|Publication number||US4138299 A|
|Application number||US 05/863,844|
|Publication date||Feb 6, 1979|
|Filing date||Dec 23, 1977|
|Priority date||Dec 23, 1977|
|Also published as||CA1101585A, CA1101585A1, DE2840582A1, DE2840582C2|
|Publication number||05863844, 863844, US 4138299 A, US 4138299A, US-A-4138299, US4138299 A, US4138299A|
|Inventors||Nicholas C. Bolgiano|
|Original Assignee||Armstrong Cork Company|
|Export Citation||BiBTeX, EndNote, RefMan|
|Patent Citations (2), Referenced by (51), Classifications (26)|
|External Links: USPTO, USPTO Assignment, Espacenet|
In order to provide decorative thermoplastic floor coverings with tough, glossy, abrasion-resistant coatings which are semi-permanent such that they do not require the home application of wax or polymeric compositions to retain their gloss, the resilient flooring industry has developed urethane coatings which are factory applied. Although some of these coatings have been satisfactory as to gloss and wear characteristics, one drawback is that these coatings are based on solvent systems and require the utilization of large amounts of energy to drive off the solvents as well as complicated solvent recovery systems. It has been proposed to provide coating compositions which may be cured on exposure to radiation and/or light, which coatings contain essentially 100% active ingredients together with conventional photopolymerization catalysts or initiators, as coatings for application to resilient thermoplastic floor products. These would hopefully overcome the disadvantages associated with solvent based coating systems. For example, U.S. Pat. No. 3,056,760 discloses a 100% reactive terminally unsaturated polymer coating material which may be photopolymerized advantageously with the use of a catalyst and suggests the coating may be used for protectively coating articles such as linoleum. An even earlier reference, U.S. Pat. No. 2,413,973, recognized that certain photocurable coating compositions could be used to upgrade articles made of a wide variety of resins including thermoplastics. Still further radiation curable urethane modified binders are described in U.S. Pat. Nos. 3,891,523 and 3,509,234, and the application of photopolymerizable coatings to vinyl asbestos tile is described in U.S. Pat. Nos. 3,924,023.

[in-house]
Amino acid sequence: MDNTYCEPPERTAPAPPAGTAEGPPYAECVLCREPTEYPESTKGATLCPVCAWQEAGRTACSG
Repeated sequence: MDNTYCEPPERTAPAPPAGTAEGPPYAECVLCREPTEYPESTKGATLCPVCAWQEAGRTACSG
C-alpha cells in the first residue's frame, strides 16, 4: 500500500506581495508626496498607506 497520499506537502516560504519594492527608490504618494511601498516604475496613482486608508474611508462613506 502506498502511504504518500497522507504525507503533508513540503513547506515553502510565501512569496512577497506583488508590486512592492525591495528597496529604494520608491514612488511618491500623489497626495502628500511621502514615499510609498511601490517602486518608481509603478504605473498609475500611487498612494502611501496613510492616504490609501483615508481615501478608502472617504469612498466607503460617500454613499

In view of the above, it seemed readily apparent that prime candidate materials for coatings would be found in the photopolymerizable coating art. Such coatings, when applied to resilient thermoplastic decorative floor coverings, should evidence superior resistance to soiling and staining and evidence superior scratch and abrasion resistance. They should be of a semi-permanent nature and should have the obvious low energy requirements needed for production requirements. A screening of a considerable number of the most advanced photopolymerizable coatings available failed to realize the apparent potential and, for one reason or another, such coatings were found deficient due to the stringent requirements placed on a glossy, semi-permanent, coating which is highly resistant to scratching and abrasion under normal conditions of floor covering usage. These disadvantages have now been overcome by utilizing the coating composition of this invention which combines in a 100% reactive system, a monomer and prepolymer system which is partially curable by a photopolymerization curing step with the remainder of the coating being isocyanate terminated prepolymer which is moisture curable through the terminal -NCO groups to form tough urea cross-links in the cured film. This coating yields a tough, glossy, clear coating which is resistant to soil and staining and is both abrasion and scratch resistant. It can be considered to be semi-permanent; thus providing a nowax floor requiring little of the maintenance associated with conventional resilient thermoplastic decorative vinyl floor coverings over a long lifetime.
Although radiation sources such as electron beams may be used to cure the coatings, the most popular method in use today is the use of a ultraviolet light source and a photoinitiator as a source of free radicals in radiation curing. Innumerable resin systems have been proposed as ultraviolet light curable coating systems. Most of these photopolymerizable coatings are essentially 100% reactive and when used as coatings, cure to a hard abrasion resistant film. Some of these coatings are based on acrylate type systems which are polymerized through the unsaturated acrylate groups on photopolymerization. It has been proposed, for example, in U.S. Pat. No. 3,509,234 to include urethane type prepolymers in the 100% reactive system wherein the isocyanate terminated prepolymer is subsequently reacted with a hydroxyacrylate to provide the unsaturated site for cross-linking with acrylate diluents during the photopolymerization step. Such systems form a durable film on curing by either photopolymerization or ionizing radiation and are resistant to conventional service conditions. However, although abrasive resistant to a considerable degree, films of the prior art in general have a fatal drawback in that the original glossy surface, when utilized on a floor, is readily scratched and sometimes even gouged under extreme wear conditions experienced in such an environment. To the housewife, when considering a no-wax floor which is offered as a permanent installation, this is a serious drawback since such scratching reduces the gloss in a relatively short period of time.